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Air pollution

Air pollution is the biggest environmental health risk in Europe

Air pollution is hard to escape, no matter where you live. It can seriously affect your health and the environment. Even though air quality in Europe has improved over recent decades, the levels of air pollutants still exceed EU standards and the most stringent World Health Organization guidelines.

European Air Quality Index

How clean is the air you’re breathing right now? How does the air in your city compare with that of a neighbouring city or region? Air pollution is the single largest environmental health risk in Europe. The European Environment Agency's European Air Quality Index allows users to understand more about air quality where they live. Displaying up-to-the-minute data for the whole of Europe, users can gain new insights into the air quality of individual countries, regions and cities.


Data sources:

National Emission Ceilings Directive emissions data viewer 1990-2018

This data viewer provides access to the latest air pollutant emission inventory reported to EEA by EU Member States under the National Emission reduction Commitments (NEC) Directive.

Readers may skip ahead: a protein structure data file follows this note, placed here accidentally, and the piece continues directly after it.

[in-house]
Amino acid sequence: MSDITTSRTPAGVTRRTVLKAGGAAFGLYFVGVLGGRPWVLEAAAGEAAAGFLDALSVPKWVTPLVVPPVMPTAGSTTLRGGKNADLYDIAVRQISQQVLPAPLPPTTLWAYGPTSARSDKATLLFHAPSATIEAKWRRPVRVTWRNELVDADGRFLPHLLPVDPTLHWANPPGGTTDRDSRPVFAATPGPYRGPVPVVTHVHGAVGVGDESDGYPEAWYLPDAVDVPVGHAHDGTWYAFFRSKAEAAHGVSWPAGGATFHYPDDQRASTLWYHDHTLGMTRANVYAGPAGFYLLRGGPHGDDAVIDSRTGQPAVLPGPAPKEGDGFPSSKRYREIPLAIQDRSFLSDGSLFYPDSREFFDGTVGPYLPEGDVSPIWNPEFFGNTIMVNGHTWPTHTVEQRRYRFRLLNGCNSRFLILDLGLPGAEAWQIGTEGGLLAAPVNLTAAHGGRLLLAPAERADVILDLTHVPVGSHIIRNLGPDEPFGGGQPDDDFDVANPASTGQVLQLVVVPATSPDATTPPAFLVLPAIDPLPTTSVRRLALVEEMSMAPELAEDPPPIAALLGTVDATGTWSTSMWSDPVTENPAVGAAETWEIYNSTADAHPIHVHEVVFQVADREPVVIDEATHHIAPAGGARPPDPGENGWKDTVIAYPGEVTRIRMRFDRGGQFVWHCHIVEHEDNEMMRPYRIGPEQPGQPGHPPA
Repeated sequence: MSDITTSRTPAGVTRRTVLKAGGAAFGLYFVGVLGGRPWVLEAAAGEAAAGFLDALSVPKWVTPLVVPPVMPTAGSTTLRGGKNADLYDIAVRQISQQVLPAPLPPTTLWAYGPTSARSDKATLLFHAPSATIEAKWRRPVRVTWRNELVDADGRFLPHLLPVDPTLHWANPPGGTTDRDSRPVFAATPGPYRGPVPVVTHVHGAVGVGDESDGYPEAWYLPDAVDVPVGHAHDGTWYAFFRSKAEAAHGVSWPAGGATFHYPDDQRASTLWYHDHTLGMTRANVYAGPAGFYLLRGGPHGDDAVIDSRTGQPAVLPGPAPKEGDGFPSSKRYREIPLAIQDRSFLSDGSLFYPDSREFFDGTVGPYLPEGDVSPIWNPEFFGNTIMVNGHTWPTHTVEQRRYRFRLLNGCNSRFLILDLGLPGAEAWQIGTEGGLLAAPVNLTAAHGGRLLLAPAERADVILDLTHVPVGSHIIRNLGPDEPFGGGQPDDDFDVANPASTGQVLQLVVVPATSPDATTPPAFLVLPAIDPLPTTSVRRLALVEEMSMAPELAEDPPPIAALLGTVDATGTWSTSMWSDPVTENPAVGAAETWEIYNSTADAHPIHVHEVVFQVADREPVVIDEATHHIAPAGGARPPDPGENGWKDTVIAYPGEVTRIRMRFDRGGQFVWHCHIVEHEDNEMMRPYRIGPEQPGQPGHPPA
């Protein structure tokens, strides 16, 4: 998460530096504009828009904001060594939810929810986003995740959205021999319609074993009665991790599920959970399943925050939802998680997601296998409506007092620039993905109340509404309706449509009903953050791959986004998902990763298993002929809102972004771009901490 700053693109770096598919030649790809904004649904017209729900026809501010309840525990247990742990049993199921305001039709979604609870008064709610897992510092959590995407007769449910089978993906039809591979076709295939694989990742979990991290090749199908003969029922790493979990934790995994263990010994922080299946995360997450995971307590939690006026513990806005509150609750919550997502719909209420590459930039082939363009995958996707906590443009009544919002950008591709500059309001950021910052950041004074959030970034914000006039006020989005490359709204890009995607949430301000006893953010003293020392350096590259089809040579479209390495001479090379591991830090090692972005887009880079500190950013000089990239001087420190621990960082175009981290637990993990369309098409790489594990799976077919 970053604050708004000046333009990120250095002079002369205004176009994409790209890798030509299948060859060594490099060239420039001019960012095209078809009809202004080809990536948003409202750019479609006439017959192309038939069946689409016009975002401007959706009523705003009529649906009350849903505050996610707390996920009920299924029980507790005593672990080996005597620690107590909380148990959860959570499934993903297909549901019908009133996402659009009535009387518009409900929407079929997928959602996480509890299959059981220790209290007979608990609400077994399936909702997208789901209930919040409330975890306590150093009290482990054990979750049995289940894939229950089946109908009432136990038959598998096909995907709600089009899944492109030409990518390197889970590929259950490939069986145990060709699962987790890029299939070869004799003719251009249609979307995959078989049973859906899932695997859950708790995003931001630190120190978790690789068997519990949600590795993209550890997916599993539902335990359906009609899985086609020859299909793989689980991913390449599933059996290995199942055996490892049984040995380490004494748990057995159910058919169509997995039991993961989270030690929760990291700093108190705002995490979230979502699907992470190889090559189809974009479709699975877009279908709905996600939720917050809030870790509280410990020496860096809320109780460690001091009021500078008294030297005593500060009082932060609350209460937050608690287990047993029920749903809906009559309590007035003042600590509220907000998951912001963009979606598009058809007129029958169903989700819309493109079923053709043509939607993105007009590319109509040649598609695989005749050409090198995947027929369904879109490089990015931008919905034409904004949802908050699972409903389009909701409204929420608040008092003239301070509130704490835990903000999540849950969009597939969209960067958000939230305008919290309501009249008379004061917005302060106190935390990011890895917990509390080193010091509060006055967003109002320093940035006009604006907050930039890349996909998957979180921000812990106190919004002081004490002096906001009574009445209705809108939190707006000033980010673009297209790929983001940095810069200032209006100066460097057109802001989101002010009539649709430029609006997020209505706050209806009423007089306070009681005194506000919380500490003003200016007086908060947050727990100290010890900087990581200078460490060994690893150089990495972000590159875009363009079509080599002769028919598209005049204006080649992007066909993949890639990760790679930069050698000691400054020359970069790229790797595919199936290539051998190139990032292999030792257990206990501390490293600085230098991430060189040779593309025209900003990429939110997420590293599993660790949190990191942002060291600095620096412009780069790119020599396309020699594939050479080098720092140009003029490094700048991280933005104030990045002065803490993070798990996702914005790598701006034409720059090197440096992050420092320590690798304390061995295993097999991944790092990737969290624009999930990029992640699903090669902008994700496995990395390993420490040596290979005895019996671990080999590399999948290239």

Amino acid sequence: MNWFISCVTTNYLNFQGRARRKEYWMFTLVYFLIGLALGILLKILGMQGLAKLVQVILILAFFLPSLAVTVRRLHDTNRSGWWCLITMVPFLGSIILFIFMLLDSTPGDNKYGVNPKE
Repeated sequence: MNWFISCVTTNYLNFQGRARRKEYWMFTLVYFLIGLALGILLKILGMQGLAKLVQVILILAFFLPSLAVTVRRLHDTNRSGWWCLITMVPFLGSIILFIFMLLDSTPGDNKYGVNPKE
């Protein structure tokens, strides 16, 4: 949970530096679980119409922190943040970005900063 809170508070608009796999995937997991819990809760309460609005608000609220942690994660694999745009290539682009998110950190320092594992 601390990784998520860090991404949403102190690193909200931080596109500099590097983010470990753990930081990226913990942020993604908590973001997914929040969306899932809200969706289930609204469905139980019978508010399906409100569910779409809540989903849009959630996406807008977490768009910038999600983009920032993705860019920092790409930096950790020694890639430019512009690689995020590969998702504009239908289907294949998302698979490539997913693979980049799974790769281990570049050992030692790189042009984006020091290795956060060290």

In 2018, the European Union met all air pollution limit ceilings set for total emissions of the four key pollutants monitored under EU rules. Emissions of ammonia levelled off after five years of increases, according to updated data released by the European Environment Agency (EEA) today.

The European Environment Agency’s (EEA) data confirm large decreases in air pollutant concentrations — of nitrogen dioxide (NO2) concentrations in particular — largely due to reduced traffic and other activities, especially in major cities under lockdown measures. Reductions of around half have been seen in some locations. The EEA’s data are measured hourly, on the ground, at about 3,000 monitoring stations across European countries.

Air pollution is the biggest environmental health threat in Europe and more and more people are taking action to claim their right to clean air. A new European Environment Agency (EEA) report provides an overview of low-cost devices that citizens and NGOs can use to measure local air quality.

Published: 30 Jun 2020

This briefing presents progress made by the EU and its Member States1 towards meeting the 2010 emission ceilings that were applicable until the end of 2019 under Directive 2016/2284/EU — the National Emission reduction Commitments (NEC) Directive — on the reduction of national emissions of certain atmospheric pollutants. In addition, it assesses the emission reduction effort — compared with 2018 emissions levels — required by each country to comply with the 2020 and 2030 reduction commitments set out in the Directive.

Published: 12 Mar 2020

People’s awareness of air pollution and the associated risks to their health and that of their children has grown significantly over recent years, often informed by local or national campaigns led by non-governmental organisations (NGOs) as well as by media coverage. In some countries, groups of concerned citizens, often supported by NGOs, have taken authorities to court over air quality issues, and the courts have ruled in favour of the right to clean air in several instances.

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